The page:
Let’s face it, January can be a drag. We’re consumed by resolutions – most of which involve denying ourselves the good stuff in life – the weather is cold, wet, and windy and, despite the passing of the shortest day, the days don't seem to be getting any longer.
However, it’s Friday! And, what’s more, it’s NATIONAL CHOCOLATE CAKE DAY! Yes, yes, we know… just about every date on the calendar has been declared a national day of something or other… but, when it comes to beer and chocolate, we’ll gladly welcome any excuse to indulge.
So, without further ado, allow us to share our recipe for #ChocolateCakeDay which involves – you guessed it – beer and chocolate.
Lip Licking Old Tom Chocolate Cake
Inspired by the Nigella Lawson cake, this is a deep-flavoured chocolate cake that’s VELVETY, SMOOTH, INDULGENT… a real lip-licking treat for National #ChocolateCakeDay!
Made from a rich concoction of our award winning Original Old Tom and the finest cocoa, Old Tom Chocolate is deliciously indulgent and wonderfully warming with a dark mahogany colour and a deep port wine finish.
We’ve even included a cream cheese frosting to remind you of the pale head that sits on top of a glass of stout (see what we did there J).
To encourage you to try this tasty treat, we’re offering 15% off Chocolate Tom this weekend (valid till midnight Sunday 29th January). Simply enter the discount code CAKEDAY at checkout to enjoy 15% off Chocolate Tom. *Excludes delivery. *Offer only valid for online orders.
Inspired to get out your mixing bowl and baking gloves? If so, let us know how you get on. Take a picture of your Old Tom Chocolate Cake and share it with us on Facebook and/or Twitter @robbiesbrewery. We'll pick a winner at random and they will receive a FREE case of Chocolate Tom. Purr-fect!
- 250ml Chocolate Tom (leaving a little tipple to sip while you bake)
- 250g unsalted butter
- 75g cocoa powder
- 400g caster sugar
- 1 142ml pot of sour cream
- 2 eggs
- 1.5 tablespoon of vanilla extract
- 275g plain flour
- 2.5 teaspoons of bicarbonate of soda
- 200g of cream cheese
- 50ml of double cream
- 300g icing sugar (or as much as required for desired consistency)
- Pre-heat your oven to 180º C (170 for fan-assisted ovens), or gas mark 4. Lightly butter a 23cm push-base cake tin.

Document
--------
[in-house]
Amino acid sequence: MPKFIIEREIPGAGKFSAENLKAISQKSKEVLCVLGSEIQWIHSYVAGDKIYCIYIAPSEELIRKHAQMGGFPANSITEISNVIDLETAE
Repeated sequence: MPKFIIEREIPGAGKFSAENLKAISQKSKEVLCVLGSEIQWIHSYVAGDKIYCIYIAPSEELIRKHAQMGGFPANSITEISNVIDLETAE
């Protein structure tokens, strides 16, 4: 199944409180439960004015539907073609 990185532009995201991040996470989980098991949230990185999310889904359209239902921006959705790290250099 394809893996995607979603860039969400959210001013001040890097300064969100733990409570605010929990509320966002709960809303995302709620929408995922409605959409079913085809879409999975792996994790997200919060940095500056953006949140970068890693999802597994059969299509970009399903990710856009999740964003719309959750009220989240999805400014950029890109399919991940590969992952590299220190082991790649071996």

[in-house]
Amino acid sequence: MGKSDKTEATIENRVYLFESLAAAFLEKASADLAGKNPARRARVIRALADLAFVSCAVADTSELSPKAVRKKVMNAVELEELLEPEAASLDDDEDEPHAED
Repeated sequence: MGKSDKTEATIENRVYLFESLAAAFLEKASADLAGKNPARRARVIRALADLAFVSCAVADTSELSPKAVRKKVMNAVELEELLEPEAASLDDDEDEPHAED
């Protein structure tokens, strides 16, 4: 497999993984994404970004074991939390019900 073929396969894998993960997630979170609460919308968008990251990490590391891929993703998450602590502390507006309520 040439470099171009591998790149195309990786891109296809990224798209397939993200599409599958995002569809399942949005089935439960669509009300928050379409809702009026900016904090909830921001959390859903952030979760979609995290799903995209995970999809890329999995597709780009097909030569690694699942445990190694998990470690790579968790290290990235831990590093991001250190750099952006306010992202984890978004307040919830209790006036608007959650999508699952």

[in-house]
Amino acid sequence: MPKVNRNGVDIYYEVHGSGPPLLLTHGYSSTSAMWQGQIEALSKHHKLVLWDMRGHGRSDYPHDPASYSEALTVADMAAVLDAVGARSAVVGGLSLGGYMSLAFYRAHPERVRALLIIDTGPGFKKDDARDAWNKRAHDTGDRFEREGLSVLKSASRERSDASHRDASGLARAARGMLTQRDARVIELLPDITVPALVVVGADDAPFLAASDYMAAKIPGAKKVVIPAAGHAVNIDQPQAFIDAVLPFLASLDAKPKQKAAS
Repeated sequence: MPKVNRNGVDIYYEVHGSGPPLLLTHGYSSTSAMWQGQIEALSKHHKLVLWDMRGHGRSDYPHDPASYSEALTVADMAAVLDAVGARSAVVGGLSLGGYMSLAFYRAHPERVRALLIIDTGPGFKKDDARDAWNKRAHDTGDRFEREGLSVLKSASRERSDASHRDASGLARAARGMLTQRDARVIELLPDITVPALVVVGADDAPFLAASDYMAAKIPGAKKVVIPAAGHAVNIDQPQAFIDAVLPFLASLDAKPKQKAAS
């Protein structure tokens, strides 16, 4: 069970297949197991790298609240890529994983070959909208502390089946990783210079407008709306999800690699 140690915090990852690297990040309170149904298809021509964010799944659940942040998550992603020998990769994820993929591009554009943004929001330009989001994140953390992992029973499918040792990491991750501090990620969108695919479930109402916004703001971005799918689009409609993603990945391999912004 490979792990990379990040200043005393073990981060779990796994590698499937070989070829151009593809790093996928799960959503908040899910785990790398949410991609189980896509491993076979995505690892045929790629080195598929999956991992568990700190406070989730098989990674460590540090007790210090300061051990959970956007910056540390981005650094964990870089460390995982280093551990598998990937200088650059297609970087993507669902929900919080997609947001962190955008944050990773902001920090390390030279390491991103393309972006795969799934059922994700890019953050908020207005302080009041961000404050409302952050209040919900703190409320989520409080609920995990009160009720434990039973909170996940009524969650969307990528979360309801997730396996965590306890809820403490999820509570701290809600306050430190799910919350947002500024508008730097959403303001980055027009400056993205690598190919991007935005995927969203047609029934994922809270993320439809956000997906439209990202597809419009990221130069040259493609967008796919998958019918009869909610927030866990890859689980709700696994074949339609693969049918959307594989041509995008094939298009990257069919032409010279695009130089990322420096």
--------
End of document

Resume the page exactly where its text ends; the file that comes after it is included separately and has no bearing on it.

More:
- Measure out the Chocolate Tom, making to have a little taste taste (Chef’s rights), and pour it into a wide, deep saucepan. Cut the butter into small cubes, and add it to the pan. Heat until the butter is melted into the pan - do not let it boil.
- In a separate bowl, combine the cocoa and sugar and whisk into the butter/beer mixture, being careful not to let the sugar catch and burn.
- Beat the eggs and sour cream together, then add to the pan.
- In a separate bowl, combine the flour and bicarbonate of soda, then slowly whisk into the pan, adding a little at a time to avoid any lumps forming. This is easy to accidentally do due to the density of the cake.
- Pour the batter into your pan, and bake for approximately 40 minutes. Keep an eye on your oven - we don’t recommend baking for longer as the cake can burn on the outside but not cook on the inside. When a toothpick comes out of the centre clean, you know your cake is ready.
- While the cake is baking, beat the double cream into the cream cheese, and begin to add your icing sugar bit by bit. Depending on what consistency you wish to achieve, you may need more icing sugar to allow the icing to 'sit' on the cake like the head of a pint.
- Once completely cooled (this will take a while due to the cake's density), pop your cake out of the tin and ice with a spatula (or a silicone one for better control).
- Enjoy a big slice of your lip-licking homemade Old Tom Chocolate Cake.
Chocolate cake has been with us just over 150 years, having first come on the scene in 1764, when it was discovered that grinding cocoa beans between heavy stones produced cocoa powder, which could then become chocolate.
Until the 1830s or 1840s, chocolate was primarily consumed as a beverage and chocolate cakes – as we think of them today – did not exist.
It was indeed a chap called Conrad Van Houten who discovered how to mechanically extract fat from the cacao liquor which produced cacao butter. Long story short, this man is the reason that chocolate is affordable, and we all have him to thank for it!